What is the Right Way to Use Different Types of Fitness Resistance Bands?
If you polled Studio SWEAT onDemand trainers on their fave piece of resistance training exercise equipment, resistance bands would be pretty darn close to the top. Why? They’re inexpensive, portable, and extremely versatile. They’re not quite one size fits all, but they’re close, so Coach AJ has some tips on what bands to choose and the proper way to use them.
Types of Resistance Bands:
• Tubing Handle Bands – This is a longer tube with handles on each end. You’ll find they come in a variety of resistance levels, and it’s a good idea to have at least a couple. Some even come as a set with clip-on handles so you can easily switch with less bulk.
• Booty Band (a.k.a. Small Loop or Mini Band) – These typically come as a set with light, medium, heavy, and even extra-heavy. They come in a latex/rubber material or cloth with elastic. The cloth has less slack, so they are typically used more for lower body exercises.
• Large-Loop Band – These can be used for moves that are similar to what you’d do with the handle and tube bands.
It is great to have a few different options for different moves, but there are also options to adjust resistance using a single band.
How to Use Resistance Bands Properly:
Tubing Handle Bands
• Standing Exercise with an Anchor Point
– Place the center of the band on the ground and step onto it, with handles in your hands. For the lowest resistance, step with only one foot. For more resistance, use two feet.
– It’s easy to adjust resistance up and down just like with TRX straps. Try 2 feet on the band for a little more challenge. Walk feet further apart for less slack in the band. When you get to the point where you’ve taken out as much slack as you can, it’s time to move to a “heavier” band. You might have to go back to 1 foot in when you go heavier.
– With bands, it’s important to remember when you go up (or pull the band), you should go even more slowly when releasing the tension. In other words, keep tension on the band for the full range of motion in both directions (the up and the down). By doing that, you’re forced to work the negative by resisting gravity and always keeping tension on the band.
• Standing Exercises with No Anchor Point
– If you’re doing a standing move like a lat pull down where you’re holding the band in both hands, be sure there’s no slack in the band at any part of the movement.
– AJ starts with her hands together in the middle of the band, sliding her hands outward to the desired resistance point where she gets tension in and out.
– Pro tip: if you are holding the tube but don’t like the dangling handles, slip your hands through the handle before gripping the tube to keep the ends from flapping in your face.
• Seated Exercises
– Place the band around an anchor point like a pole, or even your feet. Be sure the band is anchored so it won’t slide up and off, snapping you in the face. If you’re using your feet, the center/arch of your foot is the best spot.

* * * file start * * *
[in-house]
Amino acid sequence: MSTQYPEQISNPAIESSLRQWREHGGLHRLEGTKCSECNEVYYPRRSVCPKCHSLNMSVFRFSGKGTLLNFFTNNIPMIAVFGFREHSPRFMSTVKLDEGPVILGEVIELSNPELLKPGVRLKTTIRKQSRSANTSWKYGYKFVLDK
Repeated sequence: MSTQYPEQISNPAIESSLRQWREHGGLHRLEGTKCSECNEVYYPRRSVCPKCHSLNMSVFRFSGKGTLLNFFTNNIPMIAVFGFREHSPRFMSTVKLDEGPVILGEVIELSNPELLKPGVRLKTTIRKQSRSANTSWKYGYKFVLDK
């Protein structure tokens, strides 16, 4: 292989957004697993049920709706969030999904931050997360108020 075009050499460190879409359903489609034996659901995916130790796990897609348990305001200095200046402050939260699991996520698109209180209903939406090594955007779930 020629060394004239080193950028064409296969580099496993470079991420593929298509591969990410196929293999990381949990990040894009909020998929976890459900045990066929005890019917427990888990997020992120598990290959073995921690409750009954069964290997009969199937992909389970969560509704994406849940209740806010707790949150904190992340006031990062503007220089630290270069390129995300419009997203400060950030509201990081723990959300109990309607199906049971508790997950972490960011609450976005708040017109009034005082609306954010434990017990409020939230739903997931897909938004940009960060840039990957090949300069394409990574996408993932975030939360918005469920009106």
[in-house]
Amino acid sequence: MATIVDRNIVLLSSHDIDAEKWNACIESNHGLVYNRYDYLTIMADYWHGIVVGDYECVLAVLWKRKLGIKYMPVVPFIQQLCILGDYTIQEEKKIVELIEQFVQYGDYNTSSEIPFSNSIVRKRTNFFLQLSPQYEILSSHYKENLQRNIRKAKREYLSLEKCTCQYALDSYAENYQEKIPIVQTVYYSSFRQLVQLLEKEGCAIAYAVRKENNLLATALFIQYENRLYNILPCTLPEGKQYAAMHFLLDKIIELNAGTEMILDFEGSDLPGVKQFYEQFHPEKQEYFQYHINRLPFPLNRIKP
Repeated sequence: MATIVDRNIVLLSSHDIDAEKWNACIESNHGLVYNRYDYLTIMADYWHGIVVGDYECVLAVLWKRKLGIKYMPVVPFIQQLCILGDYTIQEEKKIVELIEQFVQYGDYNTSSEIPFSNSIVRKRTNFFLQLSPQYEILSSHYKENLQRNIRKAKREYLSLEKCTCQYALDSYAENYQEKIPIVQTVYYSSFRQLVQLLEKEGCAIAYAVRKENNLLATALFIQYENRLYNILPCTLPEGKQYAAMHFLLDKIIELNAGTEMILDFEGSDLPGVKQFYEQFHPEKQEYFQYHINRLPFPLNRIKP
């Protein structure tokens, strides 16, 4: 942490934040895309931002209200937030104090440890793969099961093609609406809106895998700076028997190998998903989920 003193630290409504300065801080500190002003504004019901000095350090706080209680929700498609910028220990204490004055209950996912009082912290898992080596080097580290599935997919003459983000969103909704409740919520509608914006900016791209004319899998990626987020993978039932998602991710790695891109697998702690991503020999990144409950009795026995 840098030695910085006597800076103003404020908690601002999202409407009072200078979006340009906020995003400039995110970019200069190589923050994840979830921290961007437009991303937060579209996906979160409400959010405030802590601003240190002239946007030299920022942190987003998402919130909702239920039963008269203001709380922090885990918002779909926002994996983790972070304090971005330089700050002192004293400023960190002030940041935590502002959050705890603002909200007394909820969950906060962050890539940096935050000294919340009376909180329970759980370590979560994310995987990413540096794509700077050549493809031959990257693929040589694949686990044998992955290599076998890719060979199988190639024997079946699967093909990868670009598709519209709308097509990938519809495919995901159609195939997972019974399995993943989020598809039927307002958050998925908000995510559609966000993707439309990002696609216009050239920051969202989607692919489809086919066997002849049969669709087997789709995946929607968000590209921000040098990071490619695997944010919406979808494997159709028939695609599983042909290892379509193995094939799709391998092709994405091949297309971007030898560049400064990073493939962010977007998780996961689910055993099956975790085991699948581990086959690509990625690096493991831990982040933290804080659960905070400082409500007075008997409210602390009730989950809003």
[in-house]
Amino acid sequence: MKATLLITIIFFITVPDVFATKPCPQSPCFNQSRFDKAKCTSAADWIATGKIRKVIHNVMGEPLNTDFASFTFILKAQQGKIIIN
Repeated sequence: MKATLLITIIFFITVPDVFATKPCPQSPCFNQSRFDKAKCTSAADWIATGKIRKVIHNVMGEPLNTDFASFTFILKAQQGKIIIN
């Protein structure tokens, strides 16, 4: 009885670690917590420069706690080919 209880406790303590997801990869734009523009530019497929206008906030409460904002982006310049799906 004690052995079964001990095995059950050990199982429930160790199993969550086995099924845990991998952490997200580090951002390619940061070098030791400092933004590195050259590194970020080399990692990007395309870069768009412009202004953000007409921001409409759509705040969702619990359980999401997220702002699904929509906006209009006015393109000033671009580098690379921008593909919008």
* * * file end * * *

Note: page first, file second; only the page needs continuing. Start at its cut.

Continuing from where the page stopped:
– If the band is long, you may not always hold the handle for a move. You might choose to choke up on the band (grabbing the rubber tubing directly below the handle) to add more resistance and continuous tension.
– Adjust your hand position for more or less resistance.
• Upper-Body Exercises
– Be sure you’re not using too light a loop band, or they may snap and fly across the room. Ouch!
– You can hold the band with your palms or the back of your hand facing the band, depending on the exercise.
– This is great if you’ve got wrist issues, or elbow mobility challenges because there is less gripping than with weights or even handled bands.
– You can also use a loop band for upper body moves like rows, by anchoring the loop under one foot and then pulling upward (and resisting back downward). AJ prefers the loop bands for rows versus the handle bands because they tend to have less slack.
• Lower-Body Exercise
– Choose a heavier loop for the lower body exercises than you use for upper body exercises.
– Placement of the band on your legs is important. Always avoid placing it on joints like behind your knee, as that adds too much pressure to your joints.
– Placing the band above your knee or a little higher creates resistance as well as providing support. For example, if your hips are unstable and wobbly when you do a squat. By adding a band, you’ll likely keep your legs in the proper position, adding hip stability.
• Seated Exercises
– If you’re doing glute/core work on the ground, try placing the mini band just above your knees. For example, AJ loves a glute bridge with an outward leg pulse to seriously work that booty.
– If you want to do something like a resisted flutter kick, place the band lower at your ankle or even anchor on one foot (again, be sure it’s secure at mid-foot).
We hope you learn to love resistance bands as much as we do. To keep it simple, remember these three rules:
1) Know the size bands you need (heavy/medium resistance).
2) ALWAYS keep tension on the band.
3) Safety first. Make sure you’ve got your band anchored safely.
We really love AJ’s great Beginner Friendly Resistance Band Workout to get started. And for more body-sculpting, fat-torching workouts, check out a Free Trial over on Studio SWEAT onDemand! Download the app, or if you happen to live in southern California, visit us in our San Diego studio.